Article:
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Viewing website implies consent to set cookies on your computer. Full details Swaledale and Arkengarthdale Archaeology Group
Registered Charitable Incorporated Organisation Number 1155775
SWAAG Honorary President:
Tim Laurie FSA

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 *****SWAAG_ID***** 896
 Date Entered 04/10/2015
 Updated on 04/10/2015
 Recorded by Tim Laurie
 Category Burnt Mound
 Record Type Archaeology
 Site Access Public Access Land
 Record Date 25/09/2015
 Location Faggergill
 Civil Parish Arkengarthdale
 Brit. National Grid NY 9890 0543
 Altitude 420m
 Geology Spring rise in strata above the Main Limestone below boulder clay.
 Record Name Very large burnt mound 250m NNW of Kitley Hill
 Record Description This very large burnt mound which is located on sloping ground close below the spring rise of a small sike or streamlet some 250m NNW of Kitley Hill and, being masked below turf, being very difficult to recognise except by someone familiar with these sites. SWAAG Member, Mrs Shirley Gale identified the burnt mound some years ago and guided me to see it. The mound is characteristic for these sites being crescentic in form with central trough. The mound measures some 12m diameter overall on plan -a very fine example of these enigmatic sites . The upslope section of the mound is part buried by solifluction and the full extent of the base of the mound is not visible. The downstream slope of the burnt stone mound extends from the level of the stream upwards for a height of almost 3m.
 Dimensions Visible mound is 12m diameter and up to 3m high overall approximately
 Additional Notes The significance of this burnt mound is two fold. First, the location of this isolated mound is at the point where the summit of the Stainmore Pass, some 12km to the NW, becomes visible over the trough of Stainmore through the upper reaches of Arkle Beck and of Mudbeck. The existence of this burnt mound, the first to be recognised to date in Arkengarthdale west of the northern slopes of Calver Hill, where the nearest examples have been recorded, confirms the presence and activities of a small pastoralist group on the eastern approaches to the Stainmore Pass during the Late Neolithic to Mid Bronze Age. Secondly, the trough of this burnt mound is at or close to active spring level and has been constantly saturated. The likely presence of constantly very wet conditions suggests that a timber lined trough could be preserved together with other wood or leather materials/artefacts which may be present. For a detailed account of the characteristics and distribution of burnt mounds across the Ure,Swale and Tees/Greta Uplands , see Publications Section of this Website. This is the latest addition to an increasing body of evidence for human activity within and passage through Arkengarthdale, on the eastern approaches to Stainmore, the easiest pass through the Pennines for the traveller on foot from the Vale of Mowbray and the South and East to the Vale of Eden and the North and West, to Galloway and to Ireland. For details of other Late Prehistoric Monuments in Arkengarthdale, see SWAAG Record Nos 120, 124, 125,126,166,279,391,392,393,432,542,548,590,611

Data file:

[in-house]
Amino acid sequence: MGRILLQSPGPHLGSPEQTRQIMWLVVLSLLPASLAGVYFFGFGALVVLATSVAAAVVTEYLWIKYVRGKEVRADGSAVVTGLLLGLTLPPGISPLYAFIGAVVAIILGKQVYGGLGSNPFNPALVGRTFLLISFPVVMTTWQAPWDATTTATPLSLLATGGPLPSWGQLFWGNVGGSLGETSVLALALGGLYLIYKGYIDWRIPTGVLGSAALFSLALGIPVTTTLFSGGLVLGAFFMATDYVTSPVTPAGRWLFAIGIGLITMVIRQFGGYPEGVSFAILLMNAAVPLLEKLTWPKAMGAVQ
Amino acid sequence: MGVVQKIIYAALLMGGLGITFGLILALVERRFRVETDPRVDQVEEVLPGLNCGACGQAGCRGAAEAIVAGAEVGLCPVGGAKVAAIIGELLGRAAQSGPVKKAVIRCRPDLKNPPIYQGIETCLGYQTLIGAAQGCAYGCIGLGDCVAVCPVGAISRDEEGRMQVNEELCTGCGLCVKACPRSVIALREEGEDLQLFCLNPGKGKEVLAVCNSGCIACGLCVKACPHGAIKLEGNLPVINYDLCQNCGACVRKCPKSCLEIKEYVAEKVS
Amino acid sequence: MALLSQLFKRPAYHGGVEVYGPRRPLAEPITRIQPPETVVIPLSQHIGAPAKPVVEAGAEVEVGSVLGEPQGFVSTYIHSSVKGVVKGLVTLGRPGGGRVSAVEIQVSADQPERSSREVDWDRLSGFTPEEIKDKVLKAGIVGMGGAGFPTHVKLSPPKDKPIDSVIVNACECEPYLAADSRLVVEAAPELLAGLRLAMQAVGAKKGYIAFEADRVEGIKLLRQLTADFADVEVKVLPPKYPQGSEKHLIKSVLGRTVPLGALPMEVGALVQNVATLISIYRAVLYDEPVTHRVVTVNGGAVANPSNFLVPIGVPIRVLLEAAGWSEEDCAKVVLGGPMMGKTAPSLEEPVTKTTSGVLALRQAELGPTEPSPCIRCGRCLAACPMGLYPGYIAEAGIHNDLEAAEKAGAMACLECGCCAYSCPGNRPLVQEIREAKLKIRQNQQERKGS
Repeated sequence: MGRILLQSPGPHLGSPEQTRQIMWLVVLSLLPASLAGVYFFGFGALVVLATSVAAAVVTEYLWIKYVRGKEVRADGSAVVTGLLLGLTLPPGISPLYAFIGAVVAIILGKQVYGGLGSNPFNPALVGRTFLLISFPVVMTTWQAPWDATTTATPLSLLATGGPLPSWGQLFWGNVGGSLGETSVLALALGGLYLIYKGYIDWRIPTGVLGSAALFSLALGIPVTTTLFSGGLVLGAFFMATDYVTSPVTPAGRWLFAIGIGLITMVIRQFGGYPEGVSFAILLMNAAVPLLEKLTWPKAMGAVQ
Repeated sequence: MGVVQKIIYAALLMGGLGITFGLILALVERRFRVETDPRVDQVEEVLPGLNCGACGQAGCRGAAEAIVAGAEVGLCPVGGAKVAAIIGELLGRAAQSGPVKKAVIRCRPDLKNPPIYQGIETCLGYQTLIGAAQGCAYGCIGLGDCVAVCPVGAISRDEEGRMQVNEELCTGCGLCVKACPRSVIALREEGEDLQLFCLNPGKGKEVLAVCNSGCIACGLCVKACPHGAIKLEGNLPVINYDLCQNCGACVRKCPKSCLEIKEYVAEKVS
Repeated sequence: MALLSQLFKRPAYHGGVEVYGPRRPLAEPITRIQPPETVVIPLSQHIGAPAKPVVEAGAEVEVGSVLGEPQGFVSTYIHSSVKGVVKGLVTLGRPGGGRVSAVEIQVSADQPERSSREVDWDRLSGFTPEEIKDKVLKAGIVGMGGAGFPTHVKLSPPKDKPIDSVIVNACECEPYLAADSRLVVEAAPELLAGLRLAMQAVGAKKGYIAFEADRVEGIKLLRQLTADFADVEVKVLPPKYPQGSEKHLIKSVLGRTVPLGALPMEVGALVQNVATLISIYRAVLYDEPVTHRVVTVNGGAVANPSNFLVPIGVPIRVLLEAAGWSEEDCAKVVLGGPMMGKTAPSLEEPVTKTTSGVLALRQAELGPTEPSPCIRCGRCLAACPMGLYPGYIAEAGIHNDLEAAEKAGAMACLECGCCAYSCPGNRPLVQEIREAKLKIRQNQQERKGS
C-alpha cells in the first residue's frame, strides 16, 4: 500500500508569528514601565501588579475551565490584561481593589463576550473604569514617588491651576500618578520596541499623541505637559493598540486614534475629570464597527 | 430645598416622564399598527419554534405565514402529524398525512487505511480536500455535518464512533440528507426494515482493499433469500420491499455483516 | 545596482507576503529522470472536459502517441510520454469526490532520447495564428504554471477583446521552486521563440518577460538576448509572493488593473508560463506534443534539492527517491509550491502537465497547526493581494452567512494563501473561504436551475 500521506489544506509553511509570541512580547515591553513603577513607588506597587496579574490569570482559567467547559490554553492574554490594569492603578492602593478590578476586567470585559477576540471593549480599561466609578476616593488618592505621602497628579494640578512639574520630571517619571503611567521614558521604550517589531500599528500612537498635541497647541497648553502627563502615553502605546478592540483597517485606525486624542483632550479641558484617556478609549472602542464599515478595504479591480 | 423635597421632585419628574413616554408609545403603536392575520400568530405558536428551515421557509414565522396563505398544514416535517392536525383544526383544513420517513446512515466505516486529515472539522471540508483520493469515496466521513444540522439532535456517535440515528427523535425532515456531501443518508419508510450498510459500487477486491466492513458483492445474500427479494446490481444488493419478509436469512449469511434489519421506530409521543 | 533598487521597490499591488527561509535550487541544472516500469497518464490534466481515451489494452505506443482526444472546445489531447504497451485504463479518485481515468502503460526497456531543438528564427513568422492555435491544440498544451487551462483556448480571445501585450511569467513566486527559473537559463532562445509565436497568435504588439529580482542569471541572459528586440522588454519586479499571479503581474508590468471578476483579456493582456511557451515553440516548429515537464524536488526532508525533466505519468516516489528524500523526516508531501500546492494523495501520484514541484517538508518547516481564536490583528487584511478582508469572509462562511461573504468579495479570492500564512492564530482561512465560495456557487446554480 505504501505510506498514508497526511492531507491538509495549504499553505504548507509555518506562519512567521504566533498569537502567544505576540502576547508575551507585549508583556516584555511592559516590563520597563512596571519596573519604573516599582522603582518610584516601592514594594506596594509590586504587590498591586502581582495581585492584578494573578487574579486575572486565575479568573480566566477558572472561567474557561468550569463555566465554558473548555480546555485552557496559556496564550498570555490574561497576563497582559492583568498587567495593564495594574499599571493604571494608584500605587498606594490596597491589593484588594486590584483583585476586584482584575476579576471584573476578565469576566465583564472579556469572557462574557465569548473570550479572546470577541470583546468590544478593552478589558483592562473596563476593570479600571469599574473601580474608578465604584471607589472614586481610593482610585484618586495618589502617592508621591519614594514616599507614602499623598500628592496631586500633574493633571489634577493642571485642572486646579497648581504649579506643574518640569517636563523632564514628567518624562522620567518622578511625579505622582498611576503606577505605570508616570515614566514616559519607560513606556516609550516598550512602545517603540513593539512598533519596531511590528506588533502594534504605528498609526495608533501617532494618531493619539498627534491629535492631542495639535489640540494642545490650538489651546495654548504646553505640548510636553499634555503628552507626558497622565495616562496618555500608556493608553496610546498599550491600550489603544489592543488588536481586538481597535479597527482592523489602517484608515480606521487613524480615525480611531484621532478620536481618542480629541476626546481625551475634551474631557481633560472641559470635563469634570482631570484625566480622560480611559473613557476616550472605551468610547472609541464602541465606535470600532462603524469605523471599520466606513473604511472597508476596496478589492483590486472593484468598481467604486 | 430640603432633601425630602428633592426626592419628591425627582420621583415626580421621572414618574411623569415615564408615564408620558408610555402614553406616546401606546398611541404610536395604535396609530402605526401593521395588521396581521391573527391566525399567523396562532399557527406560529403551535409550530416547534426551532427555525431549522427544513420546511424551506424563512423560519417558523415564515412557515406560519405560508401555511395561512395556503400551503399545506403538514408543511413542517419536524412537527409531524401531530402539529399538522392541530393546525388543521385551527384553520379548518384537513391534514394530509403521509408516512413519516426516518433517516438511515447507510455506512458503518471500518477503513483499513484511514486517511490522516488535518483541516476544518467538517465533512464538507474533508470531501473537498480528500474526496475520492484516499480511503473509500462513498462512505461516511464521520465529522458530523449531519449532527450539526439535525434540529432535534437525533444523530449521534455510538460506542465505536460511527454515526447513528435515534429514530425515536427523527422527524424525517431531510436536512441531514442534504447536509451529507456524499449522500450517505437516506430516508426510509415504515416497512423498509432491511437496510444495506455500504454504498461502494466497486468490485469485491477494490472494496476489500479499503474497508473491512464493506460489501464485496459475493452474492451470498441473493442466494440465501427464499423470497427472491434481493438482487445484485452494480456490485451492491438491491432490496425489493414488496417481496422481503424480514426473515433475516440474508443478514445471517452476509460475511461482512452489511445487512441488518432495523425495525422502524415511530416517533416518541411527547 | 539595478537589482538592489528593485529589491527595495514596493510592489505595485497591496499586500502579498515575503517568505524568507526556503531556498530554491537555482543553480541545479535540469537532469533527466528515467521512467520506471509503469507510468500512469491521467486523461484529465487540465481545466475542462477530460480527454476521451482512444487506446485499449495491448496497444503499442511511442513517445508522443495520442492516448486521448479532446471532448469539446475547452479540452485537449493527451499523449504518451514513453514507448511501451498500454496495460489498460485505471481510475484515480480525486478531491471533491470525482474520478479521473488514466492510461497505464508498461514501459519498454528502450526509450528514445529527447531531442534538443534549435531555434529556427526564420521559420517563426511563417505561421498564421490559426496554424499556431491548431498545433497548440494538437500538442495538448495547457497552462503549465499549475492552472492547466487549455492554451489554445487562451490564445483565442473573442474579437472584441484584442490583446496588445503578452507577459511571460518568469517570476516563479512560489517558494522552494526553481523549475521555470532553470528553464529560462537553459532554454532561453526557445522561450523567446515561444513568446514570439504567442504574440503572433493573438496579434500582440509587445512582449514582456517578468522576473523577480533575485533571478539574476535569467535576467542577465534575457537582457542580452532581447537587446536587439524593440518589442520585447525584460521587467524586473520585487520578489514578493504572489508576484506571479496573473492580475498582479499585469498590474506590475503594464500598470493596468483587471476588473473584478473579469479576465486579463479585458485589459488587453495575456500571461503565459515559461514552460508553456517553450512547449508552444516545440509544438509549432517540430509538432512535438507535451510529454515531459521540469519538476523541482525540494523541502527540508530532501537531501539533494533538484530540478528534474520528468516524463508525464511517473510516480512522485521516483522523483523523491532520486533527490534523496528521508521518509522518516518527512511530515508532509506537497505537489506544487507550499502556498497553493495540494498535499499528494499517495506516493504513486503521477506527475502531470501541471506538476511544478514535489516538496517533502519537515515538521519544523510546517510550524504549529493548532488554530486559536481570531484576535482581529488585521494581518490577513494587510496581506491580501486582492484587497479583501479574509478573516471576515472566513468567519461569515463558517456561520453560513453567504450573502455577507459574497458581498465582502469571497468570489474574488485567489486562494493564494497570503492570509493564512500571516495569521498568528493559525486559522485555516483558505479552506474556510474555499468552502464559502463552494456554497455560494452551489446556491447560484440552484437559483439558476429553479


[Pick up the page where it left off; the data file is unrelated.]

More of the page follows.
Image 1 ID 6472         Click image to enlarge
 Image 1 Description View of the burnt mound with the elegant glaciated lines of Kitley Hill in the background.
 Image 2 ID 6473         Click image to enlarge
 Image 2 Description View from the Burnt Mound through the upper reaches of Arkengarthdale beyond Cleasby Hill to Stainmore
 Image 3 ID 6474         Click image to enlarge
 Image 3 Description The burnt mound is at a secondary spring rise, marked by a large clump of rushes
 Image 4 ID 6475         Click image to enlarge
 Image 4 Description The burnt mound is located at a secondary spring rise marked by a clump of rushes some 20m below the principle spring rise
 Image 5 ID 6476         Click image to enlarge
 Image 5 Description The view northward to Cleasby Hill
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